Now, if variants where always a sign of Modernist revision at work when it comes to translations, then, in contradistinction, the Bread-related Fourth Petition in the Our Father would read in the missal at Mass exactly as in St. Jerome’s Vulgate, the Church’s own official Bible, which it does not:

    Missal: “Panem nostrum quotidianum da nobis hodie.”

    Vulgate: “Panem nostrum supersubstantialem da nobis hodie.” (Matt 6:11)

    So, variations here do seemingly exist and need not at all imply “volatility” of meaning, even within the Latin “versions” alone. Regarding this particular (Fourth) Petition, St. Jerome stringently and soundly translated from the Greek ἐπιούσιον, which one can very profitably include and so pray in English, by saying: “Give us this day our supersubstantial Bread…” No one so praying would be making up “his or her own version” of the Our Father, somehow deviating from 2,000 years of praying the Lord’s Prayer… To suggest otherwise would simply be disingenuous. Therefore, it is useful and instructive for a Catholic to consider the specifics of the other two sacred languages the Our Father originally exist in, Aramaic and Greek, which also both belong to the Catholic Church (the authority of the Vulgate as the Church’s own official Bible does not annul the Aramaic and Greek original texts of the New Testament, especially when the latter do not contradict the former, but simply help casting reflections and further affirming the mutual coherency of the Catholic Scriptures in Hebrew [OT], Aramaic, Greek, and Latin).

    As for the specific Sixth Petition under discussion, let me here first underscore, before anything else, that I certainly do not for a second take issue with the interpretation given by the Catechism of the Council of Trent on the matter of temptation and the Sixth Petition (as we will see). For, a variant to the commonly translated “lead us not into temptation,” similarly to the above case of the Bread-related Fourth Petition found respectively in our missal version of the Our Father and directly in St. Jerome’s Vulgate, need NOT be implying a discordant meaning and interpretation (from the one given by the Catechism of the Council of Trent).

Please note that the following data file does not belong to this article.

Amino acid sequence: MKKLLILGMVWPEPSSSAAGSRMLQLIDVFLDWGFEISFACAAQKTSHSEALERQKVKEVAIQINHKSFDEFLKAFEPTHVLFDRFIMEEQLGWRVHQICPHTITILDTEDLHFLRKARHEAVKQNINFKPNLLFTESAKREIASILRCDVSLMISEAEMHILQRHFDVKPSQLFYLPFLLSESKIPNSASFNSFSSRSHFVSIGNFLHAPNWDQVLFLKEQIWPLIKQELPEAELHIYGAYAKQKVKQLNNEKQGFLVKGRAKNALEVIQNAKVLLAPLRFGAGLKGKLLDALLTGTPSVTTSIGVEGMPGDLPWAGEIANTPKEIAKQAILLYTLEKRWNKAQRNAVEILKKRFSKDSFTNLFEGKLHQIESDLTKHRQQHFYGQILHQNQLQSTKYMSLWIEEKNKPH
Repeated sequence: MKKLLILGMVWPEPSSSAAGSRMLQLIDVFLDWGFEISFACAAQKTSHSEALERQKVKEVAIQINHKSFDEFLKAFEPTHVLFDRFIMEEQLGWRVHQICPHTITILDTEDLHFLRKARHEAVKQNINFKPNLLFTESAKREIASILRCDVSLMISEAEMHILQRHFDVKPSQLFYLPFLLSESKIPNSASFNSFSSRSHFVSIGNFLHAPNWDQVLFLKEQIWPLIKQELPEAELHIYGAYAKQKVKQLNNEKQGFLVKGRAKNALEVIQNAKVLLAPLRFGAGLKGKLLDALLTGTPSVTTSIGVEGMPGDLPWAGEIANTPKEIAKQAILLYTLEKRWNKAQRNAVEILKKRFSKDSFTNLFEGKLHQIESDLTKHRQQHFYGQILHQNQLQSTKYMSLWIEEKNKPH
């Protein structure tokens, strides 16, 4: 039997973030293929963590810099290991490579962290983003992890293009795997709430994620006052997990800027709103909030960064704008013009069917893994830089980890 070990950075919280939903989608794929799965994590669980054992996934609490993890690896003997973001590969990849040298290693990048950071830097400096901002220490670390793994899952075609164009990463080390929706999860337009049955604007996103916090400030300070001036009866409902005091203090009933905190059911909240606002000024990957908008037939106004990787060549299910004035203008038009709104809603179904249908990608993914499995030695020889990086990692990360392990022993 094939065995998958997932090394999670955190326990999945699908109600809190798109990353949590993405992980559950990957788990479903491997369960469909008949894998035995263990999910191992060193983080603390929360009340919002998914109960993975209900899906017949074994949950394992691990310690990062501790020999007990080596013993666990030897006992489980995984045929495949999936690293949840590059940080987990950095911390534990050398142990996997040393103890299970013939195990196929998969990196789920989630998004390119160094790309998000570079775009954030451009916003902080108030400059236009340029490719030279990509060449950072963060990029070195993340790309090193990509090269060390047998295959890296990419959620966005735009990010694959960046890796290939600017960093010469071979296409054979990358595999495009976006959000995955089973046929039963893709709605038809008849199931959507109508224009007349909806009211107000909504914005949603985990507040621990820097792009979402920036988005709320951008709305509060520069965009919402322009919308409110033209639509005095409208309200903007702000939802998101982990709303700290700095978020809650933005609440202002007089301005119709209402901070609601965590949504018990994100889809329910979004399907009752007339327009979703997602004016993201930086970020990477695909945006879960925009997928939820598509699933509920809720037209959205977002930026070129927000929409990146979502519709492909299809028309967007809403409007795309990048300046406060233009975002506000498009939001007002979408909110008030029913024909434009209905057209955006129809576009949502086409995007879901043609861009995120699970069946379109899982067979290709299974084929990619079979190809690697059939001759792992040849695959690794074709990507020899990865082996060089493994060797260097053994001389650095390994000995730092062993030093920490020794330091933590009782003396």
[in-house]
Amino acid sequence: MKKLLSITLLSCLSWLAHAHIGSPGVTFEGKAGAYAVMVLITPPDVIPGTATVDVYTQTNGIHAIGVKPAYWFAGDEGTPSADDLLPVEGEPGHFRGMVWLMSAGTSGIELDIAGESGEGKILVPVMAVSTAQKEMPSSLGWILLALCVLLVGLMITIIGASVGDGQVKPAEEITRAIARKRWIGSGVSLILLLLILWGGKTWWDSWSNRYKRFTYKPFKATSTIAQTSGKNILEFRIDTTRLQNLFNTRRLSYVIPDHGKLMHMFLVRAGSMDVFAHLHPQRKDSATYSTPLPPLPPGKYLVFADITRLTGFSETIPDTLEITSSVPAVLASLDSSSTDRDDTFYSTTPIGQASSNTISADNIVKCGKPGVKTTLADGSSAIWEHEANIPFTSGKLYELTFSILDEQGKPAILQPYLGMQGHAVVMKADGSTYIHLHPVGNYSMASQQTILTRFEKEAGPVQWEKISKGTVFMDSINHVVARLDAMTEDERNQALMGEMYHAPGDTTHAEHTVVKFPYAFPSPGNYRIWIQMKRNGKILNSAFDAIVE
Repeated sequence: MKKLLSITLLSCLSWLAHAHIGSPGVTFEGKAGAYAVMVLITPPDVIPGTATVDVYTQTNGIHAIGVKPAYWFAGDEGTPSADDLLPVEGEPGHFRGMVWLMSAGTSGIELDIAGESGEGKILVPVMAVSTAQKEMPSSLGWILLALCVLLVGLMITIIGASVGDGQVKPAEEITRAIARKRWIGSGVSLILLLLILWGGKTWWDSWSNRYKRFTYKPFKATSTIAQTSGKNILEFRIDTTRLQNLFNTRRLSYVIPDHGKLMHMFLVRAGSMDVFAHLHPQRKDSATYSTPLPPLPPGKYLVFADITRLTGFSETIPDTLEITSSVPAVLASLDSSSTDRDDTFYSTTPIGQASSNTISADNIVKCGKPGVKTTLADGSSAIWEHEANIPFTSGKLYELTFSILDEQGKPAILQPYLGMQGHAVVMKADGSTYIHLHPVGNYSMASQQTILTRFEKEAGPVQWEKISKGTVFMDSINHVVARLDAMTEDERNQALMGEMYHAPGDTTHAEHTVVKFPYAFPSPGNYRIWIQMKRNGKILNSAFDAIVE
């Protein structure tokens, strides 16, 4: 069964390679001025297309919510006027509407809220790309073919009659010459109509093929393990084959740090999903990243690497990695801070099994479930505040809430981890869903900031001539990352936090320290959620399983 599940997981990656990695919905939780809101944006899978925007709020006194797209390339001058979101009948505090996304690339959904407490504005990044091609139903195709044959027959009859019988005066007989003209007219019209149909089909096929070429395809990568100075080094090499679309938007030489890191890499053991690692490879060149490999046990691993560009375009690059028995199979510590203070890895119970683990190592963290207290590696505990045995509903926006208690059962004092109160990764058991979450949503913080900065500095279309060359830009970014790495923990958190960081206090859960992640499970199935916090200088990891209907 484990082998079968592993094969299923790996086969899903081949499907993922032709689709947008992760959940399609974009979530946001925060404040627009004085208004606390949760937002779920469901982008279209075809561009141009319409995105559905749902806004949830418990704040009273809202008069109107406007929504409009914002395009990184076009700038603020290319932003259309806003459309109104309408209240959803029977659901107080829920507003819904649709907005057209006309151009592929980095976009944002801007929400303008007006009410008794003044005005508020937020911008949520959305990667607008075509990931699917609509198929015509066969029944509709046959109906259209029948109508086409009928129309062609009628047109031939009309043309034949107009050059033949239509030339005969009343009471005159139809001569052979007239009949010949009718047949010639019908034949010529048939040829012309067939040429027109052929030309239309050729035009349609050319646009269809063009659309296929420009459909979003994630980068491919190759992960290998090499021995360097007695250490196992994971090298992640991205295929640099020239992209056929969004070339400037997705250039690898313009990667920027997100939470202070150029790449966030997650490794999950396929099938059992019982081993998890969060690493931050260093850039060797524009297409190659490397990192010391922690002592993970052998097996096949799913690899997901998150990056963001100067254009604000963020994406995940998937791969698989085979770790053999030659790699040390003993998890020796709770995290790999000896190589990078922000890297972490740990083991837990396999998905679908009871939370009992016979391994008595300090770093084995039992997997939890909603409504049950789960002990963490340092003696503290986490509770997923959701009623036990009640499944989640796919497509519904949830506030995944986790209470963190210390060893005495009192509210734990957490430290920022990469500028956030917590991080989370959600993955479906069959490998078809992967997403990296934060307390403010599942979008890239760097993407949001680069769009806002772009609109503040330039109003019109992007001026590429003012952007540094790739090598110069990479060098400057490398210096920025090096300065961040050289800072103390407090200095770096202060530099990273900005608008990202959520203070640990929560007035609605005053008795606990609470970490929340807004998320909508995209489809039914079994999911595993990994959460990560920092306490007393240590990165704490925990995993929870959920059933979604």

Here, it is distinctively useful to consider the specifics of the Aramaic text of Matthew 6:13, in correlation with verse 11, pertaining to the Bread-related Fourth Petition.

    And, in order to get to the constitutive theological interdependence of both Petitions, it is crucial to understand the prefiguring connection that exists in the scriptural, Exodus-based background of the Our Father. Namely, it is crucial to see that Exodus 16 is to Exodus 17 like the Bread-related Fourth Petition in the Our Father is to the Sixth Petition as to not being subjected, left to give into the temptation of literally (in Exodus 17:7) “contending” (רִיב/RiʾV –> מְרִיבָה/MēRiVâh) with YHWH by literally “TESTING”/“TEMPTING” Him (Aramaic נסיונא/NēSSioNâ –> which the Hebrew word מַסָּה/“MaSSah” in Exodus 17:7 is built on by way of the root נסה/NāSSah, also found as a plural, מַּסּוֹת/massôt = “trials” in such texts as Dt 4:34; 7:19; 29:2). Hence, it is key to look into what is happening in chapter 16 first. Both correlated Petitions in the Lord’s Prayer provide the remedy to the daily portion of heavenly bread drama of Exodus 16 and the subsequent TEMPTATION of Exodus 17 (summed up in verse 7) in the form of TESTING the Presence of YHWH by contending with Him (as though, which is a horrendous blaspheme, He were like any other object in the world we can use and move on from). Hence, the two names given by Moses to the place where these typological events unfolded: “temptation” (MaSSah) and “contention” (MēRiVâh).

    These two chapters (16 & 17) in the Book of Exodus really are the key prefiguring blueprint (along with Psalm 94 = Heb. 95) for these two particular (Fourth & Sixth) Petitions in the Pater. The TEMPTATION (נסיונא/NēSSioNâ, see Matt 6:13 in the Aramaic Peshitta text directly echoing the Hebrew of Exodus 17:7) Our Blessed Lord designedly speaks of in solemnly giving us the Pater Noster specifically is the temptation that in effect took place when the children of Israel TEMPTED YHWH (נַסֹּתָם/NāSSoTâM, see Exodus 17:7b) in the desert, saying: “Is YHWH among us, or not?” And this is the recurrent spiritual temptation for fallen humanity, one we most certainly run the risk of falling into, unless we truly pray the Our Father every day.